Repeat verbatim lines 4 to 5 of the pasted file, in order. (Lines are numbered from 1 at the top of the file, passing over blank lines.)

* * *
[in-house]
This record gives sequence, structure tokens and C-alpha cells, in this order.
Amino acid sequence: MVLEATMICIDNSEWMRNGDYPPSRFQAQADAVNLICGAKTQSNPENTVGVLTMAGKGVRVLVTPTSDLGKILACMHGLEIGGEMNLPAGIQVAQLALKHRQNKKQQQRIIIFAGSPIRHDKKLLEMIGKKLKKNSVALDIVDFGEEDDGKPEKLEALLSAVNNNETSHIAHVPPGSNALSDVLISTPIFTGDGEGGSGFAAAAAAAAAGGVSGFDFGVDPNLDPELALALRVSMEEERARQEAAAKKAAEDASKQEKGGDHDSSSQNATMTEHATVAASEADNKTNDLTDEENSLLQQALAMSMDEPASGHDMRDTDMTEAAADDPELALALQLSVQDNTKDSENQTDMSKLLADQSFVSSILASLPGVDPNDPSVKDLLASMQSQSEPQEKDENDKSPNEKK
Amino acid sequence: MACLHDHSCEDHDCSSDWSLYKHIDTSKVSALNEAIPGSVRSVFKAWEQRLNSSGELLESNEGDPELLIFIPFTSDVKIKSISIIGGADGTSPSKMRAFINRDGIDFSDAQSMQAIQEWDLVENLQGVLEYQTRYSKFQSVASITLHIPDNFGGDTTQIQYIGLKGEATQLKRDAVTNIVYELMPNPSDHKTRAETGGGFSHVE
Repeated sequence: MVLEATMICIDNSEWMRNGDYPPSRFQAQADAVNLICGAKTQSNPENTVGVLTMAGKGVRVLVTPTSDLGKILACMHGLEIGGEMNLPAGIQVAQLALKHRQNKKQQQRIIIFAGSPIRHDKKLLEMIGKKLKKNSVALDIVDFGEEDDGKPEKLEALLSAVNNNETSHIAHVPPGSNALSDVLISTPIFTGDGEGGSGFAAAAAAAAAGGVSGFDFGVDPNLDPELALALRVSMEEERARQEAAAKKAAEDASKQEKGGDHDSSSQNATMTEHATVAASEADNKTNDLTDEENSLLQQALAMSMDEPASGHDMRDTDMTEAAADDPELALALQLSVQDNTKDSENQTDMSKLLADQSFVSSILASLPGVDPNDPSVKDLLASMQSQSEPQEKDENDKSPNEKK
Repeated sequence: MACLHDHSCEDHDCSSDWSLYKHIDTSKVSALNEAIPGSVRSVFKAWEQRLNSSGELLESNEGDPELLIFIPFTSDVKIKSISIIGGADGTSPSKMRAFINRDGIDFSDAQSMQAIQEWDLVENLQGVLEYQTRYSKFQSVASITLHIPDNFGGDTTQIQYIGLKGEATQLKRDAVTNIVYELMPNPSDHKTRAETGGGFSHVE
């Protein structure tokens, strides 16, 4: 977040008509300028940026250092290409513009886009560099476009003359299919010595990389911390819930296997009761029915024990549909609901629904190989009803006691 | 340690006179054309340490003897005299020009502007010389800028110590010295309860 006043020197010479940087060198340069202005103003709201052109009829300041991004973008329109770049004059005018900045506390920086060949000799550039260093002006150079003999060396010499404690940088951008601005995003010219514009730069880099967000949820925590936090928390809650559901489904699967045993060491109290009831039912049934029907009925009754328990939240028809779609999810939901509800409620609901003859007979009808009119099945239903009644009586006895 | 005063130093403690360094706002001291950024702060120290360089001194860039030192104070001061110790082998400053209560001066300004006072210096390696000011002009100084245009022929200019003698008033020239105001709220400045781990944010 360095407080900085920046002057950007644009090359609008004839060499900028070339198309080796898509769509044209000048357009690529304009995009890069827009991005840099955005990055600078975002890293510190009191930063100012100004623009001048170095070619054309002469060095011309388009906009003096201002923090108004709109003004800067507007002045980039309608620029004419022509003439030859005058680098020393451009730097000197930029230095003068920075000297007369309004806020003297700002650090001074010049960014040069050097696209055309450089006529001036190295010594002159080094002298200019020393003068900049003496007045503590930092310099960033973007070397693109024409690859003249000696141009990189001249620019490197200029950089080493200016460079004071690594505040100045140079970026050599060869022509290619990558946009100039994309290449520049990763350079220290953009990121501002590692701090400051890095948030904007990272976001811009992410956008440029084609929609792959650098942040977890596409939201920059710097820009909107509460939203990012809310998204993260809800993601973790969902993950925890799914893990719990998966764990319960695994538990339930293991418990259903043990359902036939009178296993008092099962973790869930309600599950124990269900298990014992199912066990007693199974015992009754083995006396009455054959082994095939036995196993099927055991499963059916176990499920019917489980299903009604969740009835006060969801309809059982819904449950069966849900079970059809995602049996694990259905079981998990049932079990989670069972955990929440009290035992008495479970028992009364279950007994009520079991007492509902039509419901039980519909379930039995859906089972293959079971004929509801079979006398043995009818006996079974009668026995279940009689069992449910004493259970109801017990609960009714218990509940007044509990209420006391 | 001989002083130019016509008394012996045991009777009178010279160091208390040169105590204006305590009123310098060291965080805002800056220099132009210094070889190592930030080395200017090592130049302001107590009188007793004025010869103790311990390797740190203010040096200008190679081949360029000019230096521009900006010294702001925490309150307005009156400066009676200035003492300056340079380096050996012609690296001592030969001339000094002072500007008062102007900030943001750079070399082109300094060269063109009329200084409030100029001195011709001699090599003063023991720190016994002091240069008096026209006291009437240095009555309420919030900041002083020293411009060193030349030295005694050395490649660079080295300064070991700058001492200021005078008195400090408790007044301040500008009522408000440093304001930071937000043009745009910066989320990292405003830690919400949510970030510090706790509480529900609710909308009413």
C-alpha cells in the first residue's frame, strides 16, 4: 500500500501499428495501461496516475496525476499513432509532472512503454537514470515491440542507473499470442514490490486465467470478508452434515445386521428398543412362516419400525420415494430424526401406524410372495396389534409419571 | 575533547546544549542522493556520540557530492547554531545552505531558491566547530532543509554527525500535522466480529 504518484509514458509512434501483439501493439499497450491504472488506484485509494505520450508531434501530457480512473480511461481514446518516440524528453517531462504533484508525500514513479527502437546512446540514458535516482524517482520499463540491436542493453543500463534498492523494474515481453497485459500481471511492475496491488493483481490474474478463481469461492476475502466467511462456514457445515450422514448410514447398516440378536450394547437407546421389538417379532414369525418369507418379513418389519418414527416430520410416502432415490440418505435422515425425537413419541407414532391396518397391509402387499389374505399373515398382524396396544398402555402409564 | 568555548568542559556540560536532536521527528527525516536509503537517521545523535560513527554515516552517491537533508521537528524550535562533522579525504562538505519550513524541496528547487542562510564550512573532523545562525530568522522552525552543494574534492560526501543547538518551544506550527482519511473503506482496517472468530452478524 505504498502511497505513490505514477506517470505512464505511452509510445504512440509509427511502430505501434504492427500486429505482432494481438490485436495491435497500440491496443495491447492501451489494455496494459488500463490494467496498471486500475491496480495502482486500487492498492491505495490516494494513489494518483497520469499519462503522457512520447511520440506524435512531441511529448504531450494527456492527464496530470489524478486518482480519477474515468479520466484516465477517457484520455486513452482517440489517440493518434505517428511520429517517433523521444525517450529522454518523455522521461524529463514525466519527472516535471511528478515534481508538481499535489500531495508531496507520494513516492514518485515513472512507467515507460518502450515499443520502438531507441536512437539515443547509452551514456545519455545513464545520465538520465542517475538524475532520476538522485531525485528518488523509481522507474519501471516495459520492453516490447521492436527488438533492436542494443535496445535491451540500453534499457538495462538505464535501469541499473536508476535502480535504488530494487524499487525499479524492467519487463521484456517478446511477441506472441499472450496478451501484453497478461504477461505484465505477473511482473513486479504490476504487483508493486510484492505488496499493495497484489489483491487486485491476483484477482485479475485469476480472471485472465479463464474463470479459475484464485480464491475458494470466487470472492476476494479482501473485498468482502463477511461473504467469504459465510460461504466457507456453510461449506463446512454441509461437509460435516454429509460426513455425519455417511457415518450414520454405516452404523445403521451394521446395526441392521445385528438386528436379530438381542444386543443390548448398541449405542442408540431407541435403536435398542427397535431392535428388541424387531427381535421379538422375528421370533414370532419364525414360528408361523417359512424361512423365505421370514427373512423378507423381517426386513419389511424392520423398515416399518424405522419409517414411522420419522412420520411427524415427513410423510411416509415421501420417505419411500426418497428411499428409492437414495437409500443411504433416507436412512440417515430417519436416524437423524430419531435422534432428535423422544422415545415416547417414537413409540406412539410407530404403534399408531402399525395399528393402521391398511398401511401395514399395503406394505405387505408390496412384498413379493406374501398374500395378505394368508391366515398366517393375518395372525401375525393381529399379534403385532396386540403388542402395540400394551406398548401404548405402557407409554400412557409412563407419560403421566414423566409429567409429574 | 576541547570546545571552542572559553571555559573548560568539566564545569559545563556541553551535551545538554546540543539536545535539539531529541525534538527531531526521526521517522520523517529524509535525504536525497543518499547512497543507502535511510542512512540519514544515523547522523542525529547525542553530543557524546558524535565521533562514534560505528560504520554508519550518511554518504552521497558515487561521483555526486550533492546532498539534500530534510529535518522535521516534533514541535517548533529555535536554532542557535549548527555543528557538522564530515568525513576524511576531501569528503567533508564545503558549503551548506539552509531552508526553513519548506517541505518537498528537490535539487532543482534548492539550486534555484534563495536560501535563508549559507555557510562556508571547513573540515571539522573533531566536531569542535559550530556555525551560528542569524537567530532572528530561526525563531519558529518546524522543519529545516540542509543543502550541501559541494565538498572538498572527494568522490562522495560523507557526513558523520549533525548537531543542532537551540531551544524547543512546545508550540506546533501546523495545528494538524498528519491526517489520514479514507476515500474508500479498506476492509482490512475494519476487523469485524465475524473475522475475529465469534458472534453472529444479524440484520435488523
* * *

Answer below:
Amino acid sequence: MACLHDHSCEDHDCSSDWSLYKHIDTSKVSALNEAIPGSVRSVFKAWEQRLNSSGELLESNEGDPELLIFIPFTSDVKIKSISIIGGADGTSPSKMRAFINRDGIDFSDAQSMQAIQEWDLVENLQGVLEYQTRYSKFQSVASITLHIPDNFGGDTTQIQYIGLKGEATQLKRDAVTNIVYELMPNPSDHKTRAETGGGFSHVE
Repeated sequence: MVLEATMICIDNSEWMRNGDYPPSRFQAQADAVNLICGAKTQSNPENTVGVLTMAGKGVRVLVTPTSDLGKILACMHGLEIGGEMNLPAGIQVAQLALKHRQNKKQQQRIIIFAGSPIRHDKKLLEMIGKKLKKNSVALDIVDFGEEDDGKPEKLEALLSAVNNNETSHIAHVPPGSNALSDVLISTPIFTGDGEGGSGFAAAAAAAAAGGVSGFDFGVDPNLDPELALALRVSMEEERARQEAAAKKAAEDASKQEKGGDHDSSSQNATMTEHATVAASEADNKTNDLTDEENSLLQQALAMSMDEPASGHDMRDTDMTEAAADDPELALALQLSVQDNTKDSENQTDMSKLLADQSFVSSILASLPGVDPNDPSVKDLLASMQSQSEPQEKDENDKSPNEKK